The contrasts between students learning abilities became particularly evident this week as we focused on reading and comprehension skills. Firstly, I began the class assisting with reading groups. I noticed here that the books were categorized into levels of difficulty and my supervisor explained how the books reflected the reading level of the students. I was surprised to see that we had some students at a kindergarten reading levels, while others had advanced to a Year 3 reading level. In every reading group that I assisted, it was clear that there were students that were further ahead than others. For these students, having to wait while their classmates caught up often caused impatience and defiance. The brightest students were becoming the most disruptive. The reading groups were supposed to encourage peer support, however, students who struggled with certain words were often given the answers by those who were eager to move onwards. I could see that this task was unsuccessful in engaging all students, and I was concerned that I didn’t accurately measure learning with students who were already behind unknowingly falling further backward.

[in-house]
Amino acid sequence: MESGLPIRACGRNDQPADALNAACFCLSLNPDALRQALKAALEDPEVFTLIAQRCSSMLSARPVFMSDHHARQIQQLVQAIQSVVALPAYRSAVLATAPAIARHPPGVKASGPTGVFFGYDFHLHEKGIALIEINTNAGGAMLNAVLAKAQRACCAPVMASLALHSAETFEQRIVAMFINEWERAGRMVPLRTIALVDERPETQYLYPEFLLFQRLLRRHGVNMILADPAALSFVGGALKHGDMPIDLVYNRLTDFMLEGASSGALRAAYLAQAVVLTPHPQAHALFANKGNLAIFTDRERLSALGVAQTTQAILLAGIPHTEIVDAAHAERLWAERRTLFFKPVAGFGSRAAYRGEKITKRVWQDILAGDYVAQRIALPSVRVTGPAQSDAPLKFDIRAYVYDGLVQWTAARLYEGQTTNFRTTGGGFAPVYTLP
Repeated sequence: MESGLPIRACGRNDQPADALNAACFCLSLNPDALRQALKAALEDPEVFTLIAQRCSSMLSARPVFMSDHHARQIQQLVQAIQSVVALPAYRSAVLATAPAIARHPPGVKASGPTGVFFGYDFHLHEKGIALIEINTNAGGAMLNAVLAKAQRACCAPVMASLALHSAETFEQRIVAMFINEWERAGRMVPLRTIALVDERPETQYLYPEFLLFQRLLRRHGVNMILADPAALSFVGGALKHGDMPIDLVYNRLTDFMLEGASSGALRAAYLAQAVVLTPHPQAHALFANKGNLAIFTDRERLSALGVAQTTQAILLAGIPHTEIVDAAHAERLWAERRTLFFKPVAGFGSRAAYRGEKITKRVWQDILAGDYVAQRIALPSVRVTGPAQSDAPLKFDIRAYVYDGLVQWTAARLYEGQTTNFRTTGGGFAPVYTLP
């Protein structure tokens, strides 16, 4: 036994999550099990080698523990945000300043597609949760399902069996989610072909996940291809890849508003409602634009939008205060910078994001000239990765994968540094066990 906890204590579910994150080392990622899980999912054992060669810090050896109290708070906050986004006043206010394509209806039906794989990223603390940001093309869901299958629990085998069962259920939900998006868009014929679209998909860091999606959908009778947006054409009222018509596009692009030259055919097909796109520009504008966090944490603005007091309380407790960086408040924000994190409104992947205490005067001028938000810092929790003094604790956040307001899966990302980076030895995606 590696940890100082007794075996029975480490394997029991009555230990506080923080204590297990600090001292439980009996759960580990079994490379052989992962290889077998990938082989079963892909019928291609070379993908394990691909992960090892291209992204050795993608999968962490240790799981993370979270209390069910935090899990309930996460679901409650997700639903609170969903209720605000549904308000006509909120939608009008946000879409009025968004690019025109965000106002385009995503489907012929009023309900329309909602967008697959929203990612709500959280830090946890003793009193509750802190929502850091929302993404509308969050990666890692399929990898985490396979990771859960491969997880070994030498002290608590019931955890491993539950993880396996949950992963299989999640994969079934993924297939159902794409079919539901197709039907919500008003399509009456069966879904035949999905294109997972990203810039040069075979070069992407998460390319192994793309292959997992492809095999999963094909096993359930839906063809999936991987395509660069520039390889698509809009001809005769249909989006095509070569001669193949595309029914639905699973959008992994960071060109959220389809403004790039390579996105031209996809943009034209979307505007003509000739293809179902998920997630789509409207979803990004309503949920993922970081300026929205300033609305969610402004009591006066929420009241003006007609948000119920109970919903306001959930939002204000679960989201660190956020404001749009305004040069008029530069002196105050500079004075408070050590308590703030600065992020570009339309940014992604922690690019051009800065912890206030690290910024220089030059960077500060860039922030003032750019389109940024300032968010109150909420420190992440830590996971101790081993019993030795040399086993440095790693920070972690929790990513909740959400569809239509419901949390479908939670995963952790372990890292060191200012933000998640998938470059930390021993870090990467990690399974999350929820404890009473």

The second task involved reflecting and analysing the Ken Done influenced artworks they created last week. Here I created a number of questions which could assess a range of abilities, I worded my question according to the outcomes required in the Year 2 syllabus. This included: What are three words you would use to describe your drawing? What are three main colours you have used? What shapes you have used? What are the special features of your artwork? To aid the student’s responses I stood at the whiteboard and wrote out words that students had difficulty spelling. The board quickly filled up with words. I began to circle the room and quickly realised that many of the students had a hard time answering the questions. Nearing the end of the task I noticed one student with learning difficulties had not written a single word. I read the questions out loud, then reworded them into a more casual question and I noticed he had given me some successful answers verbally. I asked him why he hadn’t written his answer down and he told me he didn’t know how to spell it. I pointed to this word which had been put up on the board, but as soon as I moved away from it, he was unable to filter out the other words around it. For this student, removing other stimulus and focusing his attention on one thing at a time allowed him to accurately recall information. This task made me question how we measure successful learning, that all students have individual learner requirements, and allowed me to understand how easy it was for a student to quietly fall behind.